De-mystifying PID feedback loop control
09 July 2013
Many people are still mystified by PID, which stands for Proportional Integral Derivative, terms borrowed from calculus. It is not, therefore, a great surprise that many are concerned about the thought of grappling with the complexities of feedback control, says Jez Watson, managing director of CD Automation.
PID block diagram on a typical industrial oven.
A PID controller examines feedback, or ‘error’ signals from sensors placed in a process. When a feedback signal is received, it is compared with the desired or ‘set’ value and a calculation is made to match it to the set value.
Taking a typical application, such as an oven, the measured temperature, referred to as the process value (PV), is fed into the controller and compared to the set value (SV) – the desired temperature.
As the temperature rises, the power to the oven is reduced by the controller until the desired temperature is reached.
Most industrial processes require a very stable ‘straight-line’ control of temperature. The example shown assumes that the variable is temperature, but the principles are equally applicable to all analogue variables.
The ‘official’ PID explanation goes something like this:
* P is the factor that determines the basic rate of change at the output in response to changes in the input.
* The proportional element is modified by the I, which is based on the time that a difference * D is a function of the rate of change while the process value is moving with respect to the set value.
The integral function prevents the initial overshoot on power-up, while the derivative function eliminates the temperature instability over time once the set value is achieved and the process is under control. Most heating applications can be handled by proportional control only. A proportional controller has the ability to vary its output between 0 and 100% and this enables it to continuously adjust the output so that the power input to the process is in balance with the process demand.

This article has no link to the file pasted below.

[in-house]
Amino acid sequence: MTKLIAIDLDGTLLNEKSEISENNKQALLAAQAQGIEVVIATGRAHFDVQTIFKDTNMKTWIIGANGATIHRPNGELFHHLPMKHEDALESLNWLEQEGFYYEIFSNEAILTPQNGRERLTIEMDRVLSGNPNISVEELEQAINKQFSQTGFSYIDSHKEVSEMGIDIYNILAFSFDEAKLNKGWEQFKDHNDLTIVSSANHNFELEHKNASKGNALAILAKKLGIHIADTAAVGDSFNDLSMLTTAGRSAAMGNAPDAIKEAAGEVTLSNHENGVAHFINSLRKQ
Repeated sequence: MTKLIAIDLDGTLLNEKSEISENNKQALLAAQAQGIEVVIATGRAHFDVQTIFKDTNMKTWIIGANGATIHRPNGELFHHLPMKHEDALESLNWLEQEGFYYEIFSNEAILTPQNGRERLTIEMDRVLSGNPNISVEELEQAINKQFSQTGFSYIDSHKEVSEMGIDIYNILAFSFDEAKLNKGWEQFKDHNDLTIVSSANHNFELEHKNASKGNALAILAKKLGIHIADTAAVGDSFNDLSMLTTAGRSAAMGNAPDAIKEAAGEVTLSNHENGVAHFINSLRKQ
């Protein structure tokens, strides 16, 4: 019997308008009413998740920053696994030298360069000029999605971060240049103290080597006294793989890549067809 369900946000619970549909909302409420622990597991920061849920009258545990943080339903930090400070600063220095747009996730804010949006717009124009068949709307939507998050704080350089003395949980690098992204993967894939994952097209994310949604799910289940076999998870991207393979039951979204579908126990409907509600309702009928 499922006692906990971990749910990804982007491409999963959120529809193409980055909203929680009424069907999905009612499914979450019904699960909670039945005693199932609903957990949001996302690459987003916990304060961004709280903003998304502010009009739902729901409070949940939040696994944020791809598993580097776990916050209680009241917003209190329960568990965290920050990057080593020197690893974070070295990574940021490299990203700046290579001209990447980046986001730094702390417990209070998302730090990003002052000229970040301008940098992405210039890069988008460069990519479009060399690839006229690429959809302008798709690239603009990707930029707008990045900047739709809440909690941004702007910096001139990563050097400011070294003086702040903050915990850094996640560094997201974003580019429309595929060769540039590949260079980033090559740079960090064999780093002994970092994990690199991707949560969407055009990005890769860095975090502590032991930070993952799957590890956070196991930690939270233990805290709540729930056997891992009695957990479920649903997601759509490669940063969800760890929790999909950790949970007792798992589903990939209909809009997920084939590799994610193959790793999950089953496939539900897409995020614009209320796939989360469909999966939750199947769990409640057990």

The range where the output power is adjusted is called the proportional band (PB). The difference between the stabilised PV and SV is called ‘offset’ and can be reduced by narrowing the proportional band. However the PB can only be reduced so far before instability occurs and this is where the Integral comes in.
Integral, also called ‘reset’, has the primary function of eliminating offset. This eliminates the temperature offset condition caused by proportional control on system start-up. To reduce or eliminate overshoot, we must use the derivative.
In many thermal systems, overshoot (or undershoot) of the set value temperature is acceptable. However, in some systems this can produce poor quality products or damage equipment. So derivative has one main job: to prevent or reduce overshoot and undershoot. If the temperature rise is too fast, it will begin switching the heater off to prevent overshoot. If the temperature is falling too fast, it will begin switching the heater on longer to prevent undershoot.
Another way to think of derivative is that it opposes change. For example, if the temperature rapidlu drops below the SV, derivative opposes this by turning the heater on full.
Today, most PID controllers come with automatic PID tuning. However, if you ever feeling brave enough to have a go yourself remember that increasing the PB will result in tighter control but give a slower response, taking longer to reach the set value. A narrow PB generates a smaller offset than a wide PB. Too fast a reset (integral) causes overshoot, while too slow a reset delays recovery. Finally, a long rate (derivative) time may cause overshoot, while a short rate time may cause a delay in recovery.
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